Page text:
Where’s My Damn Widget? – 5 Steps to Improved Inventory Accuracy Using a Cycle Count Program

Do you have unexpected part shortages?  Do struggle with inventory count accuracy?  Are you performing full physical inventory counts during the year only to find things are inaccurate again the following week?  Are parts frequently not in the location specified by your inventory management system?  Let us provide you with 5 steps to improved inventory accuracy using cycle counting.  Cycle counting is a fairly standard business practice used by distributors and manufacturers alike, to improve inventory accuracy and customer service levels, while also reducing total inventory costs which is typically a company’s biggest asset.

By implementing a robust cycle counting program, you can be assured of the following:

  1. Having a basis for establishing a inventory-related continuous improvement initiatives;
  2. Improved accountability within the warehouse team with respect to inventory accuracy;
  3. Improved confidence in the perpetual inventory balances, enabling the elimination of physical inventory counts;
  4. Enhanced insight into issues that are causing inventory inaccuracies and a reduction in lead time required to address those issues; and
  5. Most importantly, better customer service levels given the reduced probably of stock out situations caused by unanticipated part shortages.

The following 5 steps will get your cycle count program from a desire to fully implemented.  Read on…

Step #1 – Determine the count frequency and proportion of inventory to be assigned to each count frequency code (aka ABC code)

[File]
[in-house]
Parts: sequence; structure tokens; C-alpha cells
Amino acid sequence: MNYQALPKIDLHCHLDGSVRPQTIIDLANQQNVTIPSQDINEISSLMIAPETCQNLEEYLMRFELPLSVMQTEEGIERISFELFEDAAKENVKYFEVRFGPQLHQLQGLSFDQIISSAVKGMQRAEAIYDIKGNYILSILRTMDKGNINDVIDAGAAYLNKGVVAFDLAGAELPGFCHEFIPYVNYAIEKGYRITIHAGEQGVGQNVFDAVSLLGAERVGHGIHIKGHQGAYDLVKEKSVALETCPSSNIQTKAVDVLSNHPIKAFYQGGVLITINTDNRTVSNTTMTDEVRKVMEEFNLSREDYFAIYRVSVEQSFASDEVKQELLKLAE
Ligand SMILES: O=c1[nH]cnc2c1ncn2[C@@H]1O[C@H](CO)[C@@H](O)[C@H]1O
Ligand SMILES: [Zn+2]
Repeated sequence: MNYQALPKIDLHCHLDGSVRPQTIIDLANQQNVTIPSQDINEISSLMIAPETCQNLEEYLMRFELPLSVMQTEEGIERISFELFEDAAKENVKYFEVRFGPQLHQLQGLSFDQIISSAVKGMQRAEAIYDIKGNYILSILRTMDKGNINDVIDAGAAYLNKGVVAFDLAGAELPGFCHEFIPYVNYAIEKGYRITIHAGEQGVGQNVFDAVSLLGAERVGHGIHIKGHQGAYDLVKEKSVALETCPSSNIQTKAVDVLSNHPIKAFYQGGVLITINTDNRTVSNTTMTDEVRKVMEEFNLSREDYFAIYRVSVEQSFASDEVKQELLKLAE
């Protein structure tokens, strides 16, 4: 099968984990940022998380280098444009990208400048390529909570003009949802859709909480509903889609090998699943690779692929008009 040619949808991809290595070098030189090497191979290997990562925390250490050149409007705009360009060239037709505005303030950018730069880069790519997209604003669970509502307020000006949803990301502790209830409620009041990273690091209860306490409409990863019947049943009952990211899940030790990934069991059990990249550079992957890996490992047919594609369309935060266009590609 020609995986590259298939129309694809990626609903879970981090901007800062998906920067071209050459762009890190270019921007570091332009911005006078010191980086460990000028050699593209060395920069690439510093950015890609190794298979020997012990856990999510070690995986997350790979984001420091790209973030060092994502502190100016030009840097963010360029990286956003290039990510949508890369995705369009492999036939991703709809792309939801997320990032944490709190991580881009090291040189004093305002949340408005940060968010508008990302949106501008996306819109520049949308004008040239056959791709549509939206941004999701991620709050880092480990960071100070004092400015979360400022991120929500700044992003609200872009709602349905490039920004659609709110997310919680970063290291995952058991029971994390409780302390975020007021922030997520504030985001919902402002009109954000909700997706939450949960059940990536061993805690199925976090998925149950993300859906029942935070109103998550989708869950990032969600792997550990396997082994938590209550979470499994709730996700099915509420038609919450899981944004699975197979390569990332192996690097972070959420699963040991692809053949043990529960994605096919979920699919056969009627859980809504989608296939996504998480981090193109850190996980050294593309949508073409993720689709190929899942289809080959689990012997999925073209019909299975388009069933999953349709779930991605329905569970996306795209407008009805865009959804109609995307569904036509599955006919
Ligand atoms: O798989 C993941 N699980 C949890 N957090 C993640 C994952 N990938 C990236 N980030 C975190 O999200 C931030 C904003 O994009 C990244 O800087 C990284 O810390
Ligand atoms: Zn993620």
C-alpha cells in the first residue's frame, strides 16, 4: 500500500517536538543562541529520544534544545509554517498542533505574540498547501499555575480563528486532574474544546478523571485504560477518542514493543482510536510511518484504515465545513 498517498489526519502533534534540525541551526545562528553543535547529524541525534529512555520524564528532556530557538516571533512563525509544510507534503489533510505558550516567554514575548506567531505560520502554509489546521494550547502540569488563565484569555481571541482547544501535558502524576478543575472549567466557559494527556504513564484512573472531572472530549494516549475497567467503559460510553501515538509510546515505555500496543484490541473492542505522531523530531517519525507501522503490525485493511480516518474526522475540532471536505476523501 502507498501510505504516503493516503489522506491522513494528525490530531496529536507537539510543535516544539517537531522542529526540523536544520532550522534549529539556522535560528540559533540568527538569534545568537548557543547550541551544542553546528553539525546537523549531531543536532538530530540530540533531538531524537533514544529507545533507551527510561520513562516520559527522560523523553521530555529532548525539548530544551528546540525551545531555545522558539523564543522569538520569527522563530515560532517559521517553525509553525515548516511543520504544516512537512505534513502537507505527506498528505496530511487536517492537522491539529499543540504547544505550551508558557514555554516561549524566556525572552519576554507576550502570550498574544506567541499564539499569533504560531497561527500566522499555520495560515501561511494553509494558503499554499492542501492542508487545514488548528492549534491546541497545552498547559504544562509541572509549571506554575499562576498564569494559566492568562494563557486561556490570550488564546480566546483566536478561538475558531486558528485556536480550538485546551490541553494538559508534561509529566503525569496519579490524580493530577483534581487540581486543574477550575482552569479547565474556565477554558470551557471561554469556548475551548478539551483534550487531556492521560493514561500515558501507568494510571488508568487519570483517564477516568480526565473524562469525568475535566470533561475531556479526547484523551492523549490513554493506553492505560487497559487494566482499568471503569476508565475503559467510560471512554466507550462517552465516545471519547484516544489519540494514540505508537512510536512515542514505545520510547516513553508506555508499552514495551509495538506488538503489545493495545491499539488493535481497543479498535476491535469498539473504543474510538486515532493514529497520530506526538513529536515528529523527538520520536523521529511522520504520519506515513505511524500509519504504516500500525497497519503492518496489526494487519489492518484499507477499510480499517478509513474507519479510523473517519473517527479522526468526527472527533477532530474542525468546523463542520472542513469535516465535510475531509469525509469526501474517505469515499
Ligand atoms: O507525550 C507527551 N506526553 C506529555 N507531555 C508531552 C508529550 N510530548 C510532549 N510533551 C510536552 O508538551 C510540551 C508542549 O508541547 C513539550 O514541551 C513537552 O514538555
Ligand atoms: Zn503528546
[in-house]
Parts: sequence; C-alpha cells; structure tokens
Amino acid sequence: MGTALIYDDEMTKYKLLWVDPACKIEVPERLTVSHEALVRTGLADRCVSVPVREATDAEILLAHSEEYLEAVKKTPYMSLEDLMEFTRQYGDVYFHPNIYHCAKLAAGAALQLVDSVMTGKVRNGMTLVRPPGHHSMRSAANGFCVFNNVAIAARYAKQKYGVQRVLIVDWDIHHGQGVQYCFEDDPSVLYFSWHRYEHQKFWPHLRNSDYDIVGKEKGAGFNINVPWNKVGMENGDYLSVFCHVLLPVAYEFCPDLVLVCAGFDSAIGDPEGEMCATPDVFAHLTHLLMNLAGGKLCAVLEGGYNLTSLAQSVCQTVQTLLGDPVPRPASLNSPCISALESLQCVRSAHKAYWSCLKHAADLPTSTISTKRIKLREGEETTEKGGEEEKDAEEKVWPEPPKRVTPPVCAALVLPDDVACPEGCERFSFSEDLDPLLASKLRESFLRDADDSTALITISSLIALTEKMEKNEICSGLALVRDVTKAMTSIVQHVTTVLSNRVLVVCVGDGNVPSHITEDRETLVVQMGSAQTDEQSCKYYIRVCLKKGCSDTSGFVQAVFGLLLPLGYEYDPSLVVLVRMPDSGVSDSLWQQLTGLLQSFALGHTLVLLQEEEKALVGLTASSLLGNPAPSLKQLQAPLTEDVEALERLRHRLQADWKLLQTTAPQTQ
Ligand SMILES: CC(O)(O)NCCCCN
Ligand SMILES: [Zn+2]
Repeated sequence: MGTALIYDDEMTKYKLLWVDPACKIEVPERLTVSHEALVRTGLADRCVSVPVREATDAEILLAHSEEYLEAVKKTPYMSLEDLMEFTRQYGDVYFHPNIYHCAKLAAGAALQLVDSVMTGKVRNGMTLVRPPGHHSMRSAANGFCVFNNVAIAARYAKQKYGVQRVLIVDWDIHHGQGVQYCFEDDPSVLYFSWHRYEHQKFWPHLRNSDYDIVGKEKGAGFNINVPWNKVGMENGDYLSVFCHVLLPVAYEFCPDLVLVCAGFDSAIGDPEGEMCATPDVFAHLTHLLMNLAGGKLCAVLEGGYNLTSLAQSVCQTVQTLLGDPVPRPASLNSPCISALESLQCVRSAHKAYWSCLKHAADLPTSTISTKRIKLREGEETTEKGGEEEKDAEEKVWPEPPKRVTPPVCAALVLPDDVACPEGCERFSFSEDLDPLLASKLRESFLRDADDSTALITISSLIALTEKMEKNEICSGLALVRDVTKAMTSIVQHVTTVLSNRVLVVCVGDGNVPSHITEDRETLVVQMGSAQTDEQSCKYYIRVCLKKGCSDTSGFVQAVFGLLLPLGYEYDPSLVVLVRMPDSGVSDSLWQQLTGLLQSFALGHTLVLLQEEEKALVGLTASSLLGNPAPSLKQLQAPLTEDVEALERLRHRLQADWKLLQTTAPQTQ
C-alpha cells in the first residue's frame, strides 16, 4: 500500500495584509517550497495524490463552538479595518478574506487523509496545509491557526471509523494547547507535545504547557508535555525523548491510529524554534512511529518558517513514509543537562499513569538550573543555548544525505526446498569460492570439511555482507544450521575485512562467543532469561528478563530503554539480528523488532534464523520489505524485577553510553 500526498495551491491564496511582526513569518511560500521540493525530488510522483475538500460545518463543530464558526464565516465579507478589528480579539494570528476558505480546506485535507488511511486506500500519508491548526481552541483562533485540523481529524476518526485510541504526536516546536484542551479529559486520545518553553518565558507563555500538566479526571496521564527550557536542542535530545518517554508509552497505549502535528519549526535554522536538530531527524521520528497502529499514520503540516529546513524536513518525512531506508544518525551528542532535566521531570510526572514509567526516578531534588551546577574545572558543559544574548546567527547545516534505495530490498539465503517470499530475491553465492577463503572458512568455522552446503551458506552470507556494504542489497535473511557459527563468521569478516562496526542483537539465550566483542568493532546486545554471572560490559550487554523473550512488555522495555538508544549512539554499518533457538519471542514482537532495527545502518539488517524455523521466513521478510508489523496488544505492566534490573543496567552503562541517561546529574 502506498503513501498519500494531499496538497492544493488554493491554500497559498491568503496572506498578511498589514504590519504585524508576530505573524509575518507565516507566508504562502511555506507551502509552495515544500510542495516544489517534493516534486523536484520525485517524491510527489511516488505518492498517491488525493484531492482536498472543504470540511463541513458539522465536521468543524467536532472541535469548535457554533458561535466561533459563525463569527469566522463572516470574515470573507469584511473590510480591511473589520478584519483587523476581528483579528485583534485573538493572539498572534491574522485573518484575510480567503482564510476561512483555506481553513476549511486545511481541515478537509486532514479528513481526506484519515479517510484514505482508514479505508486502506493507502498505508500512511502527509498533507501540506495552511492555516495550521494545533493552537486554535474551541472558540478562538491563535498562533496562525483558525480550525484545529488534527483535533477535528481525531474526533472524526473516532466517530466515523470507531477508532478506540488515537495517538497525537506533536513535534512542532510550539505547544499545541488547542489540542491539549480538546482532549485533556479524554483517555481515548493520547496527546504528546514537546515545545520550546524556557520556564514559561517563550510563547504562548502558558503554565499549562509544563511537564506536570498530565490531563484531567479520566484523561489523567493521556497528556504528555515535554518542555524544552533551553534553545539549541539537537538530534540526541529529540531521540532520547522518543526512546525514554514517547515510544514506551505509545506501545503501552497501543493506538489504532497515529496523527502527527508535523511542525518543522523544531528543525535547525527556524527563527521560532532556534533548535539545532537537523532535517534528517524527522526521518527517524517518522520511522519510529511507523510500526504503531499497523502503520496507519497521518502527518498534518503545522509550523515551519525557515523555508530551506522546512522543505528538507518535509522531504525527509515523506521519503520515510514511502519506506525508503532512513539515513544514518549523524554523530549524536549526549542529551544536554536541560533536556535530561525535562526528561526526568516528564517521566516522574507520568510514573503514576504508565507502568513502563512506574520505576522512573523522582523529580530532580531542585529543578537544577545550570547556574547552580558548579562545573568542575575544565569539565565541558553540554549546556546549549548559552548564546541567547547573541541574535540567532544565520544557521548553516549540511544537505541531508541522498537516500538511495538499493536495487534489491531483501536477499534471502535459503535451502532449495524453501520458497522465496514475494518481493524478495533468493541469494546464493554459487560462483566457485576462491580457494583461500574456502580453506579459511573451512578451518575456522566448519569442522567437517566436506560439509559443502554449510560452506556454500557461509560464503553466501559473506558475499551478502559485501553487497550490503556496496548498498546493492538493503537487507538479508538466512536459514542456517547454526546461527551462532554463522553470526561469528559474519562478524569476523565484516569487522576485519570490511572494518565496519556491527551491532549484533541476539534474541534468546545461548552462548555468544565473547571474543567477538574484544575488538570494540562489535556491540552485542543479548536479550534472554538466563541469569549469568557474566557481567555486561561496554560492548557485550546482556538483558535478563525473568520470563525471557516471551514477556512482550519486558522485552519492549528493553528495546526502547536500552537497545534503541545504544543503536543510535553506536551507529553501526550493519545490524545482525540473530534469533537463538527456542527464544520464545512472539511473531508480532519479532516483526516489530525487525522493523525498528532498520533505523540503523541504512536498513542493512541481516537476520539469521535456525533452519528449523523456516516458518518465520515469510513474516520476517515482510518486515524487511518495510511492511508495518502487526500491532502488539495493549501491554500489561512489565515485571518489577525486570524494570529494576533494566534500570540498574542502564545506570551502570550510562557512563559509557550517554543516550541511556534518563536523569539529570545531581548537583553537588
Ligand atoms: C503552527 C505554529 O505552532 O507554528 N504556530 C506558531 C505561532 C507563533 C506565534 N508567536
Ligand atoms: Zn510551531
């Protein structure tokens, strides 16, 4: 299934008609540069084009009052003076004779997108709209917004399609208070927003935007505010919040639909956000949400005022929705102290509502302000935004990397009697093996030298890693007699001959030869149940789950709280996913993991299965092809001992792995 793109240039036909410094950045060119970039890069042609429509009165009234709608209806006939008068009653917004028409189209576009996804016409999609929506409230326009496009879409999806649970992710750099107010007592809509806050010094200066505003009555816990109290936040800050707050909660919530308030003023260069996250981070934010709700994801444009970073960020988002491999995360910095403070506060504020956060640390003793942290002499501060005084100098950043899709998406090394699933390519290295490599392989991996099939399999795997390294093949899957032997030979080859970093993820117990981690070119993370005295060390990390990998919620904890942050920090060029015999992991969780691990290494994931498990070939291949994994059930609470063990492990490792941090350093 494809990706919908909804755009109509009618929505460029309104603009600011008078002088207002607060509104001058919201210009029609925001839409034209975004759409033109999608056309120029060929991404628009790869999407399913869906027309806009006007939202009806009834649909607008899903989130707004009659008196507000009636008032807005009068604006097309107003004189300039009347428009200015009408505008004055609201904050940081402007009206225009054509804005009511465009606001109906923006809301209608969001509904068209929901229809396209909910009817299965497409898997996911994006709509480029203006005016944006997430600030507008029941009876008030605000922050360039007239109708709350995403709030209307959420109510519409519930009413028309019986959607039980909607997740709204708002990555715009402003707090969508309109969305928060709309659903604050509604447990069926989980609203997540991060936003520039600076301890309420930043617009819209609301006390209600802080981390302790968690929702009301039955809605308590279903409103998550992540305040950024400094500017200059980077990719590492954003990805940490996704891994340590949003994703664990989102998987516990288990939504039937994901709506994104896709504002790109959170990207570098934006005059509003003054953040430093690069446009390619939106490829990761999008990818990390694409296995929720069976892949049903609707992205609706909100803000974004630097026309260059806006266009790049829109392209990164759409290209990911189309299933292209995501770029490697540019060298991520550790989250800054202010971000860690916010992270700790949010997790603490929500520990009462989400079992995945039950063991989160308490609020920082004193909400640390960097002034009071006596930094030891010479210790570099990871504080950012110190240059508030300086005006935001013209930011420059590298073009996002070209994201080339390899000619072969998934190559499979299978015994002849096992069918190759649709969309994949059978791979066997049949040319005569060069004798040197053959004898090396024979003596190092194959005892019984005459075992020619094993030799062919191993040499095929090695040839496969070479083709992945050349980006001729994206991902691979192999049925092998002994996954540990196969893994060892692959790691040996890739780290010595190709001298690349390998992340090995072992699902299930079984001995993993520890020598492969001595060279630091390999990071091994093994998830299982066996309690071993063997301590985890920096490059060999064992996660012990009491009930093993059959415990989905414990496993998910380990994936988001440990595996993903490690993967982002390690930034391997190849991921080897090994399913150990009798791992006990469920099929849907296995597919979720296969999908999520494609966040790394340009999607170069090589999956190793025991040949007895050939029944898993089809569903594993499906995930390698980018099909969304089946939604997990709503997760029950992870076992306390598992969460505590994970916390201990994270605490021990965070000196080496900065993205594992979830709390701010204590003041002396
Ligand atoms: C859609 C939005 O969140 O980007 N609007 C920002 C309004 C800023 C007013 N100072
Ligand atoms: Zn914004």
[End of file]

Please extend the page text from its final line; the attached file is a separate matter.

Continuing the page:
Each one of your active inventory items will need to be assigned to either an A, B or C frequency code.  The codes indicate the frequency with which each item will be counted yearly, as well as the importance each item represents within your inventory part number population (“A” highest importance, followed by “B” and then “C”).  To determine the frequency and proportions for each code, you need to assemble a list of your active inventory items, along with the quantity shipped/consumed for each part of the past year.  [Note: In this example, we are using the quantity shipped/consumed by part to determine each part’s relative importance to the organization.  Use whatever method makes the most sense for your organization, such as a combination of quantities and extended inventory costs is another alternative.]

To illustrate how this should work, assume we can allocate 1 full-time person to the cycle count program, providing for 2,080 hours per year (40 hours week * 52 weeks = 2,080 hours–sorry no PTO for our poor cycle count analysis).  After conducting a simple engineering time study, we observed that the average cycle count required 10 minutes, which provides for 12,480 counts per year (sorry, but no breaks either).  This includes both the initial count and any post reconciliation/investigation required.

Now that the number of theoretical part counts have been estimated, we can return to our list of active inventory items, with the quantities shipped/consumed over the last 12 months.  From our list, we see that we have 5,000 active inventory part numbers.  We have also retrieved the quantities shipped/consumed and sorted our list in ascending order by volume.

In our example, we determined that about 10% of our inventory items are extremely critical because of extended lead times and interchangeably between various products; consequently we have decided that we want those parts counted 8 times per year.  Next, the second tier products are the next 25% of inventory items, with the remainder 60% being of lesser priority because there are multiple sources within close proximity to the plant.  Given these parameters, we are very close to the maximum number of cycle counts our inventory analysis can perform:

Cycle plan table with ABC codes for fictitious business/entity